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Warm body vs. nobody?

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  • Warm body vs. nobody?

    A philisophical debate, if anybody is up for it. I exclude contract security from this, because they are obligated to provide guards - otherwise, they can't bill the client and lose money. As an in house department, we have a minimum staffing level, which we've had to be on for several times due to COVID, the labor shortage, etc. We are now in a position where we can, for the most part, staff all our shifts properly.

    Like all departments, we have a certain amount of dead wood. It may be a fine line, but my take is that if a guard is so lazy or incompetent (or both) that someone else has to do their work too, the lazy guard should be let go. I think certain guards are a liability - the bad guys are watching too, and if they know a guard isn't doing his patrols, or does them in a way that you know exactly where he's going to be, when he's going to be on break, etc. then you are inviting crime rather than deterring it.

    I get that it may be better to have a warm body than nobody, but I'd rather work a shift with one less guard and do the extra work, than spend eight hours with dead weight earning a paycheck for breathing.

  • #2
    It's not your money bro.

    The majority of my coworkers are slugs. They just are it is what it is. That's one of the reasons that I don't concern myself with what happens on their shift.

    I'm not their supervisor. For me to attempt to act as a supervisor would be overstepping my bounds.

    We used to have a supervisor. The company phone they issue has has a Tracker in it. Every two weeks she would get an email showing everybody's patrol patterns, when we made our scans and a photo of the lot for each shift with our movement patterns in red. She used to show it to me and at least half of them you could look on the photo and tell they never got out of the company car one time during their shift.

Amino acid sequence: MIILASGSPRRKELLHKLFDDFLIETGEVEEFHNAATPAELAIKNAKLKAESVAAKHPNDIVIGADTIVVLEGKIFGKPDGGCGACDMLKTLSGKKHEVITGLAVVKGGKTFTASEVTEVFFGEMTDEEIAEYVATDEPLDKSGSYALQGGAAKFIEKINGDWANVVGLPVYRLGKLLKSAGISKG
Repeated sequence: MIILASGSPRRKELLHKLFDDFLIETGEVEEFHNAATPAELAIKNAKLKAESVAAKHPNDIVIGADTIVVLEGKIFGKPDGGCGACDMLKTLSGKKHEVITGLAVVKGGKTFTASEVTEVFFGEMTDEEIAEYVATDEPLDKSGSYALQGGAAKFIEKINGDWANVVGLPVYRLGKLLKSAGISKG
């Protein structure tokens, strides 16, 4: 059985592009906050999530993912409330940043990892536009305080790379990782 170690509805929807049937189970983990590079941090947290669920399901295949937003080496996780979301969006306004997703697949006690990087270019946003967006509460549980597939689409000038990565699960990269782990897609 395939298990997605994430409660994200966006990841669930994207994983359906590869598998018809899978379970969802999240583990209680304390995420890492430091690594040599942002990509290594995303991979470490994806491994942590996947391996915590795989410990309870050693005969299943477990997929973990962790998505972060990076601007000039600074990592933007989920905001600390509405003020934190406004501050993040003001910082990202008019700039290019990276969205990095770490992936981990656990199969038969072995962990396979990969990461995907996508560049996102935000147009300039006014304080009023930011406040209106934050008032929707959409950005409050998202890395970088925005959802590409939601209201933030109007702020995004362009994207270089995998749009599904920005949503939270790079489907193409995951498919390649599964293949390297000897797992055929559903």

My employer got that report and so did the client. They're absolutely aware the majority of the guards on that site are not doing their jobs and they're not doing a damn thing about it. If they don't care I refuse to.

    I show up on time. I do my job to the best of my ability within the limits of company policy and then I leave.
    Last edited by The Night Rider; 02-16-2022, 01:33 AM.


    • #3
      Good points. I worked one contract where security was required by the insurance co. We were just there so the client could get a discount and be in compliance. The entire year I worked that contract I saw a field supervisor three times.

      You're right - the higher ups know, and personnel decisions are their job. I just think when you have guards that attract crime you're doing it wrong. But I worked a site a couple of years ago with a lot of copper theft, mostly because the night crew was either asleep or bribed to look the other way. As far as I know, none of them got fired...
      Last edited by Condo Guard; 02-19-2022, 03:02 PM.